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HIV-infected men are more sensitive to effects of alcohol

HIV-infected men are more sensitive to effects of alcohol

American researchers of the Yale University School of Medicine and the Center for Health Equity Research and Promotion in Pittsburgh have discovered that men with HIV need fewer drinks to experience the effects of alcohol than uninfected men. Their research was recently published in AIDS and Behavior.

It is known that HIV and alcohol do not go well together. According to Amy Justice, PhD, professor of medicine and public health at Yale University, drinking causes harm to the liver and the immune system, just like a HIV infection. “Also, once people have HIV, alcohol makes it less likely they will take their antiretroviral medications”, says Justice.

The researchers assessed the effects of alcohol in HIV-infected men with a retrospective analysis of data of the Veterans Aging Cohort Study. In this trial, 3631 HIV-infected men were compared to 3693 non-infected men that were included between 2002 and 2010. The authors stratified the participants based on their individual viral load. Based on questionnaire data, they assessed drinking behaviour and the feeling the participants got when they would drink alcohol. The results showed that HIV-infected participants with a detectable viral load were more sensitive to the effects of alcohol than HIV-infected men with a suppressed viral load or uninfected men.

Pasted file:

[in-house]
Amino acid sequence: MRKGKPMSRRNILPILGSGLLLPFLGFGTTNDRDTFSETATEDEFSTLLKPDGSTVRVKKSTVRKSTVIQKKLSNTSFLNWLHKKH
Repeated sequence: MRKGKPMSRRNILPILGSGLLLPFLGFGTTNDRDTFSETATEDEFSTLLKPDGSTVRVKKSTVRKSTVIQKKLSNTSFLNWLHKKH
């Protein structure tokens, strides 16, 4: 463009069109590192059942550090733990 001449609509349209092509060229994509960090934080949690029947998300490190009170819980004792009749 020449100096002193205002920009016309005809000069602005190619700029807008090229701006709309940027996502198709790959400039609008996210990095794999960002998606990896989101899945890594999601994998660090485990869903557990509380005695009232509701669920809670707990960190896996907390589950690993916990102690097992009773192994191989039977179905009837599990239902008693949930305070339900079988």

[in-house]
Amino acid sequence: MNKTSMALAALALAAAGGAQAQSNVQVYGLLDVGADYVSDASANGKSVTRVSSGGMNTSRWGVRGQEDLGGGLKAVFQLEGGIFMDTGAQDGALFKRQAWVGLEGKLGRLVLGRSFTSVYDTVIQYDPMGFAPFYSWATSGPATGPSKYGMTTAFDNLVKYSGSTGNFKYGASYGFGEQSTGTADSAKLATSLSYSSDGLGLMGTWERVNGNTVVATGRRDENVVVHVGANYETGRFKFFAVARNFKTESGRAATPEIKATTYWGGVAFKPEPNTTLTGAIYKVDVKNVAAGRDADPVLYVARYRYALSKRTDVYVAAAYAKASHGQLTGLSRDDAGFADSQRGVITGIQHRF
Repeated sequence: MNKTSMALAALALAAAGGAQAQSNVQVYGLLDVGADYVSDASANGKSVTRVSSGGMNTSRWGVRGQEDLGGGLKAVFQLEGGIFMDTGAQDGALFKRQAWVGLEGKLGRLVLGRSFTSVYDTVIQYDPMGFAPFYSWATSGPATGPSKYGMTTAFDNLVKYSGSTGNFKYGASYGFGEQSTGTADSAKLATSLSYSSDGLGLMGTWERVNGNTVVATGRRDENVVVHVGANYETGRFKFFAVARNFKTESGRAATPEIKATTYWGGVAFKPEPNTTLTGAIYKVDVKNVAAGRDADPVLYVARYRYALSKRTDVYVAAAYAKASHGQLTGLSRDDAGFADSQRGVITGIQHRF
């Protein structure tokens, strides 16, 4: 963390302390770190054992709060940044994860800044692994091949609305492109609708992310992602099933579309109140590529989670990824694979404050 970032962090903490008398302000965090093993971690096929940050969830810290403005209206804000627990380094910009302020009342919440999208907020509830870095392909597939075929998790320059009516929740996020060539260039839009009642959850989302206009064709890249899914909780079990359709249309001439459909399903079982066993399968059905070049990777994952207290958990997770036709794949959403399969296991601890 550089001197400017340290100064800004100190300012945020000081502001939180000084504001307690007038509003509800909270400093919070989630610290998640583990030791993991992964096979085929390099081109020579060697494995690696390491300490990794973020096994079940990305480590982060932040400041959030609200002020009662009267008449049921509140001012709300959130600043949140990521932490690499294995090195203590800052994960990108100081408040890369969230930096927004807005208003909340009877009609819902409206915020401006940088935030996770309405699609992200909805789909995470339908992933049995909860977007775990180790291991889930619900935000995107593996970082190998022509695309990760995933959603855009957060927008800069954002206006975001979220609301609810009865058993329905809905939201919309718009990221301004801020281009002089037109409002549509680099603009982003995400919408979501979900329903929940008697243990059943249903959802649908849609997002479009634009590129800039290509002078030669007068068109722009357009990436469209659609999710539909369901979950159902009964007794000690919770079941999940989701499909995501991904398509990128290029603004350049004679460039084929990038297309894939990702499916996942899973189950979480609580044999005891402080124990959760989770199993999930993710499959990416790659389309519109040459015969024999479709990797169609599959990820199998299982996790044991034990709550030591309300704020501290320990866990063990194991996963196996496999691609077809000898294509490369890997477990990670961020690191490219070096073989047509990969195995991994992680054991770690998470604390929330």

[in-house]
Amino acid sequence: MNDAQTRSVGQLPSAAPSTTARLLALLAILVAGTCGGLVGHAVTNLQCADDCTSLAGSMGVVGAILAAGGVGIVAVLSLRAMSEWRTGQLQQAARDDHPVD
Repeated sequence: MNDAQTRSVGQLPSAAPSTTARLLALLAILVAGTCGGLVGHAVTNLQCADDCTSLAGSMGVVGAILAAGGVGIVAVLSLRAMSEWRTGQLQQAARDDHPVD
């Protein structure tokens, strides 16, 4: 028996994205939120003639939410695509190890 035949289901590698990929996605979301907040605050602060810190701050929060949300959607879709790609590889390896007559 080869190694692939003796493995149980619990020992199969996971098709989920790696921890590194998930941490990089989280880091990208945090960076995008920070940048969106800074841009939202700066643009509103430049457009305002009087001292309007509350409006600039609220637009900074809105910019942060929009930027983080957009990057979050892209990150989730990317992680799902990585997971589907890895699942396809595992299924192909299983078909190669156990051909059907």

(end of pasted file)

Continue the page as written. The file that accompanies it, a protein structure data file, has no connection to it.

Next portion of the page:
The authors do not have an explanation for the found difference, but postulate that a higher alcohol absorption in HIV-infected men with a detectable viral load could be due to an intestinal barrier dysfunction associated with HIV disease. Also, while they think that the BMI of HIV patients could play a role, this could however not be verified because of the relatively small cohort size. They therefore call for more research into this effect, in which also women should play a part. Based on this research, healthcare providers could use the findings to counsel patients regarding the connection of alcohol consumption to HIV infection.

Source: AIDS and Behavior.

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